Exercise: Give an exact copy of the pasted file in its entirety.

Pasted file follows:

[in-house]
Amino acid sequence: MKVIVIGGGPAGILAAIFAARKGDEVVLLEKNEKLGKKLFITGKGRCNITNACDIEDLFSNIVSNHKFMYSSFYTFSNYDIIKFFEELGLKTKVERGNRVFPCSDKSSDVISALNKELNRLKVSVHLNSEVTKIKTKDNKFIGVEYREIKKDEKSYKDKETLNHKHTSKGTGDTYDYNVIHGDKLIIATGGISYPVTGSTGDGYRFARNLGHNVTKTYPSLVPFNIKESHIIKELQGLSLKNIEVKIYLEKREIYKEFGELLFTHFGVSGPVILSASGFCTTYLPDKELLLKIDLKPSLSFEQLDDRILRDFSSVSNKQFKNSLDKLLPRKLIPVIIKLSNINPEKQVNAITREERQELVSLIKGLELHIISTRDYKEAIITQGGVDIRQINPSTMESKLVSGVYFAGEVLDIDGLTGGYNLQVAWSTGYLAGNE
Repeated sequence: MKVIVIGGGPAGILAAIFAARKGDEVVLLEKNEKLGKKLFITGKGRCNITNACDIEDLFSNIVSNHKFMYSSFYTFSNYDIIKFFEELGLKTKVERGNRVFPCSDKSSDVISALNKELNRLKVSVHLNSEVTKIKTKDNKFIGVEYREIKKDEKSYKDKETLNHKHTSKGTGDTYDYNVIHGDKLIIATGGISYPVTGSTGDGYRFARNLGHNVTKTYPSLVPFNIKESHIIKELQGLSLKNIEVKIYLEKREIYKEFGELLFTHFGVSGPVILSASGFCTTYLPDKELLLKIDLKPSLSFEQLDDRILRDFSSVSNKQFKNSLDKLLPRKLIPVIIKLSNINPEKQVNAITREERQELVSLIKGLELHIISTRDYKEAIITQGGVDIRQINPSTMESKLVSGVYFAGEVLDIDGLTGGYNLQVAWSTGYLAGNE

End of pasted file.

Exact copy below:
[in-house]
Amino acid sequence: MKVIVIGGGPAGILAAIFAARKGDEVVLLEKNEKLGKKLFITGKGRCNITNACDIEDLFSNIVSNHKFMYSSFYTFSNYDIIKFFEELGLKTKVERGNRVFPCSDKSSDVISALNKELNRLKVSVHLNSEVTKIKTKDNKFIGVEYREIKKDEKSYKDKETLNHKHTSKGTGDTYDYNVIHGDKLIIATGGISYPVTGSTGDGYRFARNLGHNVTKTYPSLVPFNIKESHIIKELQGLSLKNIEVKIYLEKREIYKEFGELLFTHFGVSGPVILSASGFCTTYLPDKELLLKIDLKPSLSFEQLDDRILRDFSSVSNKQFKNSLDKLLPRKLIPVIIKLSNINPEKQVNAITREERQELVSLIKGLELHIISTRDYKEAIITQGGVDIRQINPSTMESKLVSGVYFAGEVLDIDGLTGGYNLQVAWSTGYLAGNE
Repeated sequence: MKVIVIGGGPAGILAAIFAARKGDEVVLLEKNEKLGKKLFITGKGRCNITNACDIEDLFSNIVSNHKFMYSSFYTFSNYDIIKFFEELGLKTKVERGNRVFPCSDKSSDVISALNKELNRLKVSVHLNSEVTKIKTKDNKFIGVEYREIKKDEKSYKDKETLNHKHTSKGTGDTYDYNVIHGDKLIIATGGISYPVTGSTGDGYRFARNLGHNVTKTYPSLVPFNIKESHIIKELQGLSLKNIEVKIYLEKREIYKEFGELLFTHFGVSGPVILSASGFCTTYLPDKELLLKIDLKPSLSFEQLDDRILRDFSSVSNKQFKNSLDKLLPRKLIPVIIKLSNINPEKQVNAITREERQELVSLIKGLELHIISTRDYKEAIITQGGVDIRQINPSTMESKLVSGVYFAGEVLDIDGLTGGYNLQVAWSTGYLAGNE